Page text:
The challenge that any senior associate faces is how to still maintain their own figures AND make the time to build their own portfolio of clients. One of the best ways of starting to make some time for business development AND strengthening your personal case is delegation to more junior members of the team. The problem is many lawyers have learned to be a ‘lone wolf’, and just do their own work. Therefore, delegation doesn’t come easily or naturally. In this blog post, I explore a few easy but powerful delegation tips for lawyers to start delegating at minimal cost or risk to themselves.
1. Attendance note
The next time you are at a client meeting see if you can take a junior member of the team with you. This produces a win-win. The junior gets valuable exposure to client meetings. You get someone to take notes and complete the attendance note from the meeting. When you ask the junior to write the attendance note always give them a fairly short time frame in which to get them done. Otherwise, it may not get written up in the right time frame for you.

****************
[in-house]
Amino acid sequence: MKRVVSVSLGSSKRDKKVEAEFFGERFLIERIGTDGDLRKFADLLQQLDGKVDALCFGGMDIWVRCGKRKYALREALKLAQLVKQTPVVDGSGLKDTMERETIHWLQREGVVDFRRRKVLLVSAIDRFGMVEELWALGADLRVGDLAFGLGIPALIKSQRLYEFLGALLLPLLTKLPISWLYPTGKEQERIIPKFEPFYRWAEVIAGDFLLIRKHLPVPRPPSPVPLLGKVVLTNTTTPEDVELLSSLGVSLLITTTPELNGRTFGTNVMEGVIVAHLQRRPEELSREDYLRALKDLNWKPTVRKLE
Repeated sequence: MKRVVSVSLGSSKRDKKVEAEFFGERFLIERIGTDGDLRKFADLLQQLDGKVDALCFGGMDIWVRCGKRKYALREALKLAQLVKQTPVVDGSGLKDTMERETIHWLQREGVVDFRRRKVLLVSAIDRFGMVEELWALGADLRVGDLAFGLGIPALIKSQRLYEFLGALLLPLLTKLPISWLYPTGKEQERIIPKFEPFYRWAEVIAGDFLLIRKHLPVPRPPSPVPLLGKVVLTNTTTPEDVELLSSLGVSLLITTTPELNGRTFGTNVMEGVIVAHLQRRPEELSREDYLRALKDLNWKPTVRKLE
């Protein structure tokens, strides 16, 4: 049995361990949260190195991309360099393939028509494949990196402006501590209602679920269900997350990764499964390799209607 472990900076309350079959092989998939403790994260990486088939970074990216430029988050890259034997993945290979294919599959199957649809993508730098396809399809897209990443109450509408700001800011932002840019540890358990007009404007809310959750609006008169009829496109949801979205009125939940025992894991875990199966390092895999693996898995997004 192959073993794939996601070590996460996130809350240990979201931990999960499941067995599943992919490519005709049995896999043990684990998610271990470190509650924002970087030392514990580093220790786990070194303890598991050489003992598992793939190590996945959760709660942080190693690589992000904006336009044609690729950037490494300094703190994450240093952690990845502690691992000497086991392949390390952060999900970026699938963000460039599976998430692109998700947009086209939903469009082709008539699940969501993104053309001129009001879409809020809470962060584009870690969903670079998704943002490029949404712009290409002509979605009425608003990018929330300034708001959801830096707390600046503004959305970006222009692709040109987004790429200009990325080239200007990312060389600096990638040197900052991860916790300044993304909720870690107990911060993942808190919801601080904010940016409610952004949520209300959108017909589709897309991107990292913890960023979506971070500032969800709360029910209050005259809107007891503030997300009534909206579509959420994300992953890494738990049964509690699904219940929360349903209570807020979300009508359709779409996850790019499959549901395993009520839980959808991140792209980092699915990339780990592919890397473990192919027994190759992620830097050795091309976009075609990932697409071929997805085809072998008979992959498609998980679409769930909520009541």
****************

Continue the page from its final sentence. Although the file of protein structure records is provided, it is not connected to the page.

2. Diary management
Making time to speak to the right people in your network at the right time takes time. Time in which you could be billing or actually doing your business development. If you have access to a secretary then ask them to help you make sure you routinely have time with the people, such as introducers, who matter to you.
3. Allow plenty of review and rework time
Don’t assume that what you delegate will be done to your personal standard or right first time. Therefore, always make sure that the deadline you give to the person to do the work gives you lots of back pocket time before you need to report back to the client. This back pocket time allows for some slippage on the junior’s stated timetable, and for you to actually incorporate their work into your thinking before you go back to the client.
Delegation for senior associates is a necessity if you want to be able to free up your time to develop your business and personal case for partnership.